Our general approach was to utilize the vast machine learning features offered by Python's scikit-learn library6 and prepare the dataset for analysis by combining data manipulating tools (RapidMiner and KNIME) with domain specific structure analyzers in order to provide high-accuracy toxicity screening.

This article contains three major sections:

1. Materials and Methods shows the underlying models in detail with references, introduces the software used, provides data description, and basic statistics. The second part of this section describes how the substance screening framework works and how to reproduce contest results.

2. Results contains the thorough evaluation of the proposed methods in the competition context

3. Conclusions and discussions are provided in the last section with an indication of future research directions.

2. Materials and Methods

The Tox21 Data Challenge portal contains helpful guidance and a multitude of materials to start working on the problem. The challenge organizers even generously provided a simple benchmark solution to kickstart the process, comparison of the benchmark and team Dmlab's approach can be found in Table 1. While the Naïve Bayes classifier utilized in the benchmark is a good initial approach, it falls behind when it comes to parameter tuning options and accuracy in general. Finding a more suitable classifier was chief among the goals of this competition. The same goes for replacing the lower level components of the stack; using the same inputs as other challengers gives no edge in a competitive environment.


Table 1. Building the solution stack.

The flow chart in Figure 1 gives a high-level overview of the solution process and the techniques combined. The process involves 3 major steps: data preparation, modeling, and post-processing. The data preparation step includes deriving descriptors from structural information, transforming the data to suit modeling purposes and finalizing the set of descriptors to be used. Modeling involves model selection, parameter tuning and generating predictions. The post-processing step covers the optimal threshold selection and application process to generate toxicity decisions.


Figure 1. Detailed overview of the proposed solution.

2.1. Data Description

The Tox21 Data Challenge provided a dataset with the structural information of 11,737 distinct molecules. The different assays contained results for between 7143 and 9068 of the molecules. The respective activity flag was used as the target variable of analysis for each individual track.

While challenge tracks are intended to be independent a quick correlation and clustering analysis shows signs of positive correlation between track activities in various cases (see Figure 2). Notably, the closest relationship is between NR-AR, NR-ER and their LBD counterparts. Surprisingly enough, NR and SR assays mix in the two other clusters, one containing AhR, Aromatase, ARE, and MMP, while the other includes the remaining assays; PPAR-gamma, ATAD5, HSE, and p53. Correlation coefficients hint at possible inter-track information gain that could be harnessed to achieve better classifier performance, but no such action was taken during the challenge. A promising direction for future research.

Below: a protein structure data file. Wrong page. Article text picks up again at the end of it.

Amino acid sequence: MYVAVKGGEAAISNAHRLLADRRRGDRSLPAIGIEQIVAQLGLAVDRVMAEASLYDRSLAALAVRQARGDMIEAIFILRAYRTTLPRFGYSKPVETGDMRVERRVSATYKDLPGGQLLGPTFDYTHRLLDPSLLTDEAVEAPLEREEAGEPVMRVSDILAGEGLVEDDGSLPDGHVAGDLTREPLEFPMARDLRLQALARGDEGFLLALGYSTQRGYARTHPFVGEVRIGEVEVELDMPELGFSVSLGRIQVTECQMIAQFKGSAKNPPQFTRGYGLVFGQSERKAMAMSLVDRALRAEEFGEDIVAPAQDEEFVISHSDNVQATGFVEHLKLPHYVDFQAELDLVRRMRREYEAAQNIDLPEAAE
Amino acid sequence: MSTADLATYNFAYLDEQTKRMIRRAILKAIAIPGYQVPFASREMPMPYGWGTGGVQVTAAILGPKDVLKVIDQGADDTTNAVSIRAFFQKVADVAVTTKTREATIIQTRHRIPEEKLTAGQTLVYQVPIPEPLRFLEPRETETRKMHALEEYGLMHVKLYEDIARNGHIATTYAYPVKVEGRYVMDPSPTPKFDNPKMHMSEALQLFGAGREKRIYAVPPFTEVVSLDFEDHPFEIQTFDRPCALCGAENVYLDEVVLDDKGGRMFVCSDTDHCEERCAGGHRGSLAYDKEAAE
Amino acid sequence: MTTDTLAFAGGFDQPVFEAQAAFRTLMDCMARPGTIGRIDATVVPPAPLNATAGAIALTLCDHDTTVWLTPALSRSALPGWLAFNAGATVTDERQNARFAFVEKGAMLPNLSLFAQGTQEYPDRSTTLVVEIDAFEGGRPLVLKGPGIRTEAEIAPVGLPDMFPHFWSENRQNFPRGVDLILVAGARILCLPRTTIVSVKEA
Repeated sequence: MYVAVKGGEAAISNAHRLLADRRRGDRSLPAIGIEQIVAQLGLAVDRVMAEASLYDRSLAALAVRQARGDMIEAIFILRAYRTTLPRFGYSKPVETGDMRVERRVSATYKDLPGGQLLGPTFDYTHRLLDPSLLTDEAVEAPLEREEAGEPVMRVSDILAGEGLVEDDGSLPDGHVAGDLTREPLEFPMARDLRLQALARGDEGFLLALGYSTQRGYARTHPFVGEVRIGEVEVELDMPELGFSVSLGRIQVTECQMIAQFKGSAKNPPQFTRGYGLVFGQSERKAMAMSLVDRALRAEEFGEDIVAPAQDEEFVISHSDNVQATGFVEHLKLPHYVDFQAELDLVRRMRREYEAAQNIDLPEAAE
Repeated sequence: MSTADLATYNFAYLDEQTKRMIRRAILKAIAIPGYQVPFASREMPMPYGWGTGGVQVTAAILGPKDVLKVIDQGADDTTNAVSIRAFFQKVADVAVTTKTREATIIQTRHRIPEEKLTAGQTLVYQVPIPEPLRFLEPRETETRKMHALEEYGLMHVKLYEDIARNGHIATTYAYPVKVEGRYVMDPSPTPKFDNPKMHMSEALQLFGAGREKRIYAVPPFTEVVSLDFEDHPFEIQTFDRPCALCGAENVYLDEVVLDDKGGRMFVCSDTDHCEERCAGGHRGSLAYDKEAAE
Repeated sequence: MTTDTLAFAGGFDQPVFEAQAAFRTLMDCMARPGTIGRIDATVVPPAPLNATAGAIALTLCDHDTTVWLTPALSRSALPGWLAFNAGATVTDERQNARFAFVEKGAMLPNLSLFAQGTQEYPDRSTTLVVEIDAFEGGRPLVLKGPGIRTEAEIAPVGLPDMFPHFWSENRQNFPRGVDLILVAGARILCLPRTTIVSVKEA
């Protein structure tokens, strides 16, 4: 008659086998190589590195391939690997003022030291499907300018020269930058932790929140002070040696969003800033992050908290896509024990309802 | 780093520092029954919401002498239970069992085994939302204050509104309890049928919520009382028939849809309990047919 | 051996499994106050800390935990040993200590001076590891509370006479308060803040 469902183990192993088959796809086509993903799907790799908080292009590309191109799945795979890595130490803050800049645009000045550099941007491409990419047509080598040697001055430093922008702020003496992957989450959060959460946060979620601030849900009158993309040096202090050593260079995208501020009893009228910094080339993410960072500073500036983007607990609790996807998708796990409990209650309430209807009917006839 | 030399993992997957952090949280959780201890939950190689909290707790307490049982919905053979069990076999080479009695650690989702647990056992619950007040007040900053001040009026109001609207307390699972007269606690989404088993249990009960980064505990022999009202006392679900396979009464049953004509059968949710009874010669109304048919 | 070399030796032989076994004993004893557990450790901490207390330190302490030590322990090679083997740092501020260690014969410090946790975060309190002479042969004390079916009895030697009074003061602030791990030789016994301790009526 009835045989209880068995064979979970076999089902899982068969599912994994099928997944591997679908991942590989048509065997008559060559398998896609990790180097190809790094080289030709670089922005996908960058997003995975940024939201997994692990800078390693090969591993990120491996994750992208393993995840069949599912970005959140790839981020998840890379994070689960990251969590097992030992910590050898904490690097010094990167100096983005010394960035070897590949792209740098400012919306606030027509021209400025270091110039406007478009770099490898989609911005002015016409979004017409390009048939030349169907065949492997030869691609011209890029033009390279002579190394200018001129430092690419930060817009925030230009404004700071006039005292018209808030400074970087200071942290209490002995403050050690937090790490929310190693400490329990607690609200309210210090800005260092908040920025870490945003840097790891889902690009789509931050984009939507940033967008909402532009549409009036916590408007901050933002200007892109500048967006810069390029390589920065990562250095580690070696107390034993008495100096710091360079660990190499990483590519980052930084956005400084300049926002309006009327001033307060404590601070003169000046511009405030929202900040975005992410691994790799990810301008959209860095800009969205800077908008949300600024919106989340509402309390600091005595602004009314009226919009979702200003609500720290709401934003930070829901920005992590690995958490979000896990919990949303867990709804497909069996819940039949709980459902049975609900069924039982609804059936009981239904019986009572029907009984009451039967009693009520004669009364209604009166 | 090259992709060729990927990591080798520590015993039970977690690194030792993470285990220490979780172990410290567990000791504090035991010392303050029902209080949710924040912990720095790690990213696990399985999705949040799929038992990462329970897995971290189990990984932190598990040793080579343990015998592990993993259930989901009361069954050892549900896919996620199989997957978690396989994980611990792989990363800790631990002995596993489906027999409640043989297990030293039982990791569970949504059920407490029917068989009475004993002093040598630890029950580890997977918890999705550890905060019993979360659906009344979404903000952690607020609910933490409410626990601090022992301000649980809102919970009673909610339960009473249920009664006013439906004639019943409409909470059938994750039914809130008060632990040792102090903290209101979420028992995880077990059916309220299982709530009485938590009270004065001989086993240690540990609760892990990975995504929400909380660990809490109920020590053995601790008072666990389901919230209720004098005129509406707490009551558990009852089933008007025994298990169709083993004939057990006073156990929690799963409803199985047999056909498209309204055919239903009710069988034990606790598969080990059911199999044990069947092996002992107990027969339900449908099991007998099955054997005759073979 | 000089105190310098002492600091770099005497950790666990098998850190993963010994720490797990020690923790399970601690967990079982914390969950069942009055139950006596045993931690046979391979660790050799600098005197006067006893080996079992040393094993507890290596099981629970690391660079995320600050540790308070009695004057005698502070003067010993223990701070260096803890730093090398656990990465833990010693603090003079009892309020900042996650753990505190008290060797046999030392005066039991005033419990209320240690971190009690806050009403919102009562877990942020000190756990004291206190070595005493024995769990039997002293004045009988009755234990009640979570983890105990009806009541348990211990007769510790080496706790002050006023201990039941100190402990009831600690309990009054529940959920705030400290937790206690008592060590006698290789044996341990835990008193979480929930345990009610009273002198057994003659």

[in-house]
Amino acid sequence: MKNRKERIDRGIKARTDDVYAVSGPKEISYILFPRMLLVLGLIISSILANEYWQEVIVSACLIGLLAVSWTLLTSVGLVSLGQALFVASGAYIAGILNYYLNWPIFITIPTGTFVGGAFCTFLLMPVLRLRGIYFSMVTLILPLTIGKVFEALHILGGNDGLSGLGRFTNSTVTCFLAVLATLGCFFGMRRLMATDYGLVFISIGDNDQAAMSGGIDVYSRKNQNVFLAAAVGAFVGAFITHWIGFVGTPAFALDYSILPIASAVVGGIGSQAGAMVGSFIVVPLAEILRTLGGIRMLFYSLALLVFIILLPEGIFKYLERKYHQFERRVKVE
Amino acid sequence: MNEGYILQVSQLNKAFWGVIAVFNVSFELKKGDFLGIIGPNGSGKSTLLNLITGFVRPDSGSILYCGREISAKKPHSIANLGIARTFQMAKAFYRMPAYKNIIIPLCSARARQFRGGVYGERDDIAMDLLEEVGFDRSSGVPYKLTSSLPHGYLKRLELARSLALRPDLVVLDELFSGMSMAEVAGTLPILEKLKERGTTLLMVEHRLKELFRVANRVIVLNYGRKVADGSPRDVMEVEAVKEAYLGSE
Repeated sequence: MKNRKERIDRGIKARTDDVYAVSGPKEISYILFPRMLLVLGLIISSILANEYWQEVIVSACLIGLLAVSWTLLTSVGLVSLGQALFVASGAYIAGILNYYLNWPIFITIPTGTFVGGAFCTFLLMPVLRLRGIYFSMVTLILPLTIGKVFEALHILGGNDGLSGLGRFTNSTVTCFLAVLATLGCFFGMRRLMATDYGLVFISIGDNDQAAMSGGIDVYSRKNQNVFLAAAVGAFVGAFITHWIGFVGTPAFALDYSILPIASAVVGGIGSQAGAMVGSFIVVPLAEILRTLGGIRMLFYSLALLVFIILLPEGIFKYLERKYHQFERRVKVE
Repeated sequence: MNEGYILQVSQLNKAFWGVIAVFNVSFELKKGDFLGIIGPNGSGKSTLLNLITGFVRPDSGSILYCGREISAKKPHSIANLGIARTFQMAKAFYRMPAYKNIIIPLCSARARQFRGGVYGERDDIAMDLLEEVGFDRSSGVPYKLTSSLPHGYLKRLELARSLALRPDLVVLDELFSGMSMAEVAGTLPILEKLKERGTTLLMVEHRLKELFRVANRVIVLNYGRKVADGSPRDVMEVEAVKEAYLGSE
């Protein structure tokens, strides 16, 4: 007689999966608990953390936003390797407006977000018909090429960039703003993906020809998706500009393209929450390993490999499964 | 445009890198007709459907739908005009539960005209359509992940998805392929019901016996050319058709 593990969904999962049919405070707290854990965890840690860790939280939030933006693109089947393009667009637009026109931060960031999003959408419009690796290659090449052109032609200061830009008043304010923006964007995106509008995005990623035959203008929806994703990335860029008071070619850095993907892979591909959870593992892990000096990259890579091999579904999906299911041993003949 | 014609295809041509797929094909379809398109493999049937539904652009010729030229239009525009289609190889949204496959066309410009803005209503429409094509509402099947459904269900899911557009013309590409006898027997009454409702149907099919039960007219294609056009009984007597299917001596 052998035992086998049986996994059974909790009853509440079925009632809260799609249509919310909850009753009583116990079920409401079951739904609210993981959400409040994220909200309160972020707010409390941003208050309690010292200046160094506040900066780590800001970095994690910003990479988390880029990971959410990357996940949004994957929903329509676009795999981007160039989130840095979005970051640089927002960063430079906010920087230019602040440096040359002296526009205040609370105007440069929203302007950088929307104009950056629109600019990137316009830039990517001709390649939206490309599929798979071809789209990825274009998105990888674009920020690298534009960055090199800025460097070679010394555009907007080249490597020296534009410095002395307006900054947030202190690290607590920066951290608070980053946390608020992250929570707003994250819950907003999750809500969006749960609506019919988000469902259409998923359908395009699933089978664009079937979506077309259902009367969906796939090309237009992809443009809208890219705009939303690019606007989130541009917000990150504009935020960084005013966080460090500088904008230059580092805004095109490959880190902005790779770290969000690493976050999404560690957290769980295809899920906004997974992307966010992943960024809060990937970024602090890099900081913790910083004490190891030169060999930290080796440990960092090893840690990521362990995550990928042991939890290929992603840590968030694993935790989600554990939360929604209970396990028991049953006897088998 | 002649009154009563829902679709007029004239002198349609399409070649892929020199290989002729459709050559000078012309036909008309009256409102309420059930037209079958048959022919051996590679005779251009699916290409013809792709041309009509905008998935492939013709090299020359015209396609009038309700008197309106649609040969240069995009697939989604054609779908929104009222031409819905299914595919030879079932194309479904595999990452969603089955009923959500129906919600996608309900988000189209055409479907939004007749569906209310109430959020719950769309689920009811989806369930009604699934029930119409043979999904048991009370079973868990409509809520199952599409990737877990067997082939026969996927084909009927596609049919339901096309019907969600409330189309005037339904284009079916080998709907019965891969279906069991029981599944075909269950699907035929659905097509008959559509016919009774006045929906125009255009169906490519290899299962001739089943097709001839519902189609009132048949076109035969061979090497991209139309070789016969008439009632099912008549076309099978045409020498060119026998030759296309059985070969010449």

Figure 2. Correlation and potential clustering of challenge tracks.

2.1.1. Generating Descriptors

At the beginning of the analysis, the structural information of the molecules in the training and test set has to be processed to generate descriptive attributes for data analysis. During the challenge, our team used 2 different versatile tools to generate the descriptive attributes; PaDel Descriptor and RDKit cheminformatics toolkit. Other tools, like the CDK Descriptor Calculator7, were also experimented with but failed to generate conclusive results.

2.1.2. PaDel Descriptor

PaDel Descriptor8 was developed by the Pharmaceutical Data Exploration Laboratory at the National University of Singapore. The tool has the capabilities to generate 1-dimensional, 2-dimensional structural information and many fingerprints as seen in Yap (2011), and also operates in a multi-core fashion to reduce computational times. It also acts as a structure standardizer; removes salts, detects aromaticity, and standardizes nitro groups. As a result, 1444 2-dimensional attributes were extracted from the structures. 3-dimensional descriptors were also experienced with, but failed to be generated for many molecules, and ultimately were discarded from the analysis.

In addition, the tool also offers 12 different fingerprint versions; CDK fingerprint, CDK extended fingerprint, Estate fingerprint, CDK graph only fingerprint, MACCS fingerprint, PubChem fingerprint, Substructure fingerprint, Substructure fingerprint count, Klekota-Roth fingerprint, Klekota-Roth fingerprint count, 2D atom pairs, and 2D atom pairs count. Out of those the PubChem Substructure Fingerprint (see Bolton et al., 2008) was selected based on its empirical performance widespread use, which is also the default fingerprinting method in the PaDel Descriptor. It is a 2-dimensional chemical structure fingerprint that consists of an 881-dimension binary vector. Each bit represents a boolean determination of the absence or presence of a specific structural element as can be seen in the PubChem Substructure Fingerprint manual9.

2.1.3. RDKit Cheminformatics Toolkit

RDKit, an open source toolkit for cheminformatics10, was also utilized in the descriptor generating process. There are many wrappers available to work with the tool in different environments; our team chose the KNIME extension, which inherently works with SDF and SMILES files (see Figure 3).


Figure 3. Sample molecule structures displayed by the RDKit cheminformatics toolkit. (A) NCGC00260687. (B) NCGC00261143. (C) NCGC00261111.